Radical for Capitalism:An Introduction to the PoliticalThought of Ayn Rand
I. Rand’s Significance
The late twentieth century saw a resurgence in America of a strainof political thought variously called “libertarianism,” “classical liberal-ism,” and “market liberalism.” Like the liberalism of the nineteenth cen-tury, libertarianism envisions a government of limited scope and strictlydefined powers, consistently upholding rights to freedom of speech, free-dom of contract, and the right to own and use property. It critiques thewelfare state and economic regulation as both unjust and inefficient, andendorses laissez-faire capitalism as the economic system that maximizes justice, human well-being, and individual liberty.Libertarianism
is not a dominant political movement inAmerica, but its themes have been sounded on both the Left and Right, insuch causes as concern for privacy rights, opposition to state-sponsoredracism, and economic deregulation. It is a perspective advanced today bynumerous scholars and advocacy organizations, including the Cato Insti-tute, the Foundation for Economic Education, and the American Enter- prise Institute.Although this renaissance is due to the work of several major andmany minor intellectuals, perhaps no single figure has been more influen-tial in promoting this view of human liberty than Ayn Rand.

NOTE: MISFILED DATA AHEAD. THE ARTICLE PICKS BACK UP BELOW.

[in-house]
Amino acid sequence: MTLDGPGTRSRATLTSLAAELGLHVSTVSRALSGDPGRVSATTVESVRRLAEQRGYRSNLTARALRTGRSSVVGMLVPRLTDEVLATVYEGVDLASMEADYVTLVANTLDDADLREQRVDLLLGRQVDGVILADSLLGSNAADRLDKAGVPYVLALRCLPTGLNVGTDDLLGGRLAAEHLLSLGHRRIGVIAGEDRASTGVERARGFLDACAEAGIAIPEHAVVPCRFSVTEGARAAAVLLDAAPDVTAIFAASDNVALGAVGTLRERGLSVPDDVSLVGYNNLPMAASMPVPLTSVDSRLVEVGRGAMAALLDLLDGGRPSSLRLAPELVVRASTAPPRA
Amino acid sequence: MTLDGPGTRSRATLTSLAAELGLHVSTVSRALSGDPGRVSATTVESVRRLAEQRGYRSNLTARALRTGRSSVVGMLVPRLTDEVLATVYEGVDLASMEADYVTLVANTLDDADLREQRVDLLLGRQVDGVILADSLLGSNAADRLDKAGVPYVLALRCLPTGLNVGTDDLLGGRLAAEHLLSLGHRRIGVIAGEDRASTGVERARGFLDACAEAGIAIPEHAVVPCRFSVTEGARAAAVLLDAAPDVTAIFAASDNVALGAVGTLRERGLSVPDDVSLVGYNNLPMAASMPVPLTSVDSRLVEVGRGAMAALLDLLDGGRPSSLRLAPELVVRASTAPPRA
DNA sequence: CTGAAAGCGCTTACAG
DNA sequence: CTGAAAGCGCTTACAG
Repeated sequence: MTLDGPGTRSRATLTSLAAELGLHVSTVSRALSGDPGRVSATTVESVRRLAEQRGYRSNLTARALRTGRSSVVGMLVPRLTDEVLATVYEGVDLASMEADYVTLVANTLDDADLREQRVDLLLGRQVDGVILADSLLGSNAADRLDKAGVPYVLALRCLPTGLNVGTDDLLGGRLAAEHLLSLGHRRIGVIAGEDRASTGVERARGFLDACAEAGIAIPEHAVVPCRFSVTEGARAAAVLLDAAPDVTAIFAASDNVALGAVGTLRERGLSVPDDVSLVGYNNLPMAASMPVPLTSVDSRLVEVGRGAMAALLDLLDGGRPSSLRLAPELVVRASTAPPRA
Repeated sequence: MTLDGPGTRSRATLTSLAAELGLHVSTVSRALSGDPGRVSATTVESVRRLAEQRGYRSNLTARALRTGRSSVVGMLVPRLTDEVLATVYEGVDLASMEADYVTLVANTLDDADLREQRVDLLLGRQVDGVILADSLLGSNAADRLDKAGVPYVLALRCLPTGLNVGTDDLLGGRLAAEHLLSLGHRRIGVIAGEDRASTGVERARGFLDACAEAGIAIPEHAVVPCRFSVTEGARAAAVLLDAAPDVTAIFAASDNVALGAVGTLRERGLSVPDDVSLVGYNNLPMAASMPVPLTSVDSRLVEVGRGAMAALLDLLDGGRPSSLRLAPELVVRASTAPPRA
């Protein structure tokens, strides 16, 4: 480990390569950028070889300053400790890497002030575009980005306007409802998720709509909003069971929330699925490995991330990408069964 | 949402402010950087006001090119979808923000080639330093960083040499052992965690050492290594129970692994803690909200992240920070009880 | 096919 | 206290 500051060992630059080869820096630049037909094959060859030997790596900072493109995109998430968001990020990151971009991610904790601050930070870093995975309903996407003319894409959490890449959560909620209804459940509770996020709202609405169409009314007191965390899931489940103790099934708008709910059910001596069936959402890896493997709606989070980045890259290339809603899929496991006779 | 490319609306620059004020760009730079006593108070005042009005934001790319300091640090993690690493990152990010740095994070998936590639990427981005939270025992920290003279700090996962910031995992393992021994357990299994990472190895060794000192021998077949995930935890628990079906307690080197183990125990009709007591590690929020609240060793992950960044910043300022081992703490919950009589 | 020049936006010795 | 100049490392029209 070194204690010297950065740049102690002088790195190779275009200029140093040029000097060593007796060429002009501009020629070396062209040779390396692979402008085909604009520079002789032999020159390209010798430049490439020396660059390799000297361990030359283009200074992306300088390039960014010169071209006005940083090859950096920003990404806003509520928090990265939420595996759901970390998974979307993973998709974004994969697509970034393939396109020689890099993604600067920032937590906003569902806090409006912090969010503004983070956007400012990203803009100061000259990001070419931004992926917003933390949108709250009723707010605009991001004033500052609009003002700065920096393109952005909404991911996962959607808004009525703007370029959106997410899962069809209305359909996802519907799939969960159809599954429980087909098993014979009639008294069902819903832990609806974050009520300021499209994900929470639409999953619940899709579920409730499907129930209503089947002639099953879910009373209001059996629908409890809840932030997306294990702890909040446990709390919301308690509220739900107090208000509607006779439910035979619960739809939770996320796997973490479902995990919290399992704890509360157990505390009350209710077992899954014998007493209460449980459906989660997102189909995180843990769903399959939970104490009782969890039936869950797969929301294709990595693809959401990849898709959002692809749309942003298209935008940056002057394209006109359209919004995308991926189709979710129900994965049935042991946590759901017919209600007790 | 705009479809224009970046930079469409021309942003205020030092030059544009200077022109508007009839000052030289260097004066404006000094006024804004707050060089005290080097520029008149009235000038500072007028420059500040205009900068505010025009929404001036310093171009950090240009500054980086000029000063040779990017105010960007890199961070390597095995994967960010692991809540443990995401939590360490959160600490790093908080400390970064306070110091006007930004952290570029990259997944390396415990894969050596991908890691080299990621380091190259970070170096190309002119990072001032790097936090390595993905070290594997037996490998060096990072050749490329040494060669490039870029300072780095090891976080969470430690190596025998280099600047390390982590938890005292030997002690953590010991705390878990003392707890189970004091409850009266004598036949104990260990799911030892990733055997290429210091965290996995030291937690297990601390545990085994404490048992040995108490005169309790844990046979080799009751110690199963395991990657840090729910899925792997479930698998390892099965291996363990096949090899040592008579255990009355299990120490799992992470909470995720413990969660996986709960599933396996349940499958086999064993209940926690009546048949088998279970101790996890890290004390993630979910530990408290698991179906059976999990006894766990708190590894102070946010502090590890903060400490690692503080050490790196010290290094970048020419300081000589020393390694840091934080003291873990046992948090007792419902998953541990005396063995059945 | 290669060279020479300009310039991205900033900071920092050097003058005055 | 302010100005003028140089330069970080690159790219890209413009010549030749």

Since the publication of her novel
in 1943, Rand’s works haveenjoyed perennially high sales and are widely cited by readers as a sourceof personal inspiration, appearing ubiquitously on lists of favorite novelsor books that the public rates most influential. In 1991, a survey by theLibrary of Congress and the Book of the Month Club found that Rand’s
was the second most common response from their sampleof readers to the question: “What book has most influenced your life?” (Asmight be expected, in first place, by far, was the Bible.) A popular memoir of the 1970s libertarian movement was aptly entitled “It Usually BeginswithAyn Rand.”
Beyond the arena of strictly libertarian thought, Randhas been a significant contributor to the turn in American culture toward placing individual self-fulfillment and self-esteem at the center of personaland policy concerns.Rand’s influence on American political thought comes not onlyfrom her dramatic advocacy of liberty and opposition to collectivism in